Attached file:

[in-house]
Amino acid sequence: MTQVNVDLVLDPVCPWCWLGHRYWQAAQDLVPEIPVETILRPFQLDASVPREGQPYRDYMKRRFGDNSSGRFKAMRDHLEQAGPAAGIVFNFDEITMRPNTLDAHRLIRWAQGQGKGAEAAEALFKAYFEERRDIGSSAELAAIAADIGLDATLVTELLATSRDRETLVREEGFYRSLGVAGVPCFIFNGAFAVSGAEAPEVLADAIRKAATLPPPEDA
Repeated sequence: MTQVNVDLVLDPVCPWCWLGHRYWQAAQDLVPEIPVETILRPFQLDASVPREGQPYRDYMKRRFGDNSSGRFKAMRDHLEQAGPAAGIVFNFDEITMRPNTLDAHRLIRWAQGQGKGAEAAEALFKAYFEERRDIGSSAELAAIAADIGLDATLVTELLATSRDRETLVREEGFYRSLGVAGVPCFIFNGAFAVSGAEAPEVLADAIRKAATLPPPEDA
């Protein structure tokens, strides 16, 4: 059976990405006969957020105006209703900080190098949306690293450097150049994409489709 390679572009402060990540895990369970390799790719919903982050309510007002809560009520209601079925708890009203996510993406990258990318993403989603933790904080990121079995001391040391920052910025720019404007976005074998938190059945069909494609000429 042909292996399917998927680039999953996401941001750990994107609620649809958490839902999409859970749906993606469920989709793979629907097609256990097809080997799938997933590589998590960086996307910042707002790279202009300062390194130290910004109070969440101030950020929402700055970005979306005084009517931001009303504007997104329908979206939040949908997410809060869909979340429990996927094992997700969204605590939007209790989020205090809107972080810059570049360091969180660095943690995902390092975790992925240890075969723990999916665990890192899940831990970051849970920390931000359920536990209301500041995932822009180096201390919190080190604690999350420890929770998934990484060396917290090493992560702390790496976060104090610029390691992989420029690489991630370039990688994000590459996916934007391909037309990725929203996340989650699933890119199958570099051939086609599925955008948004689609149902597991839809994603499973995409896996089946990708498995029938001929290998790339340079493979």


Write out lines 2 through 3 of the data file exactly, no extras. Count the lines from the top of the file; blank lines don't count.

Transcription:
Amino acid sequence: MTQVNVDLVLDPVCPWCWLGHRYWQAAQDLVPEIPVETILRPFQLDASVPREGQPYRDYMKRRFGDNSSGRFKAMRDHLEQAGPAAGIVFNFDEITMRPNTLDAHRLIRWAQGQGKGAEAAEALFKAYFEERRDIGSSAELAAIAADIGLDATLVTELLATSRDRETLVREEGFYRSLGVAGVPCFIFNGAFAVSGAEAPEVLADAIRKAATLPPPEDA
Repeated sequence: MTQVNVDLVLDPVCPWCWLGHRYWQAAQDLVPEIPVETILRPFQLDASVPREGQPYRDYMKRRFGDNSSGRFKAMRDHLEQAGPAAGIVFNFDEITMRPNTLDAHRLIRWAQGQGKGAEAAEALFKAYFEERRDIGSSAELAAIAADIGLDATLVTELLATSRDRETLVREEGFYRSLGVAGVPCFIFNGAFAVSGAEAPEVLADAIRKAATLPPPEDA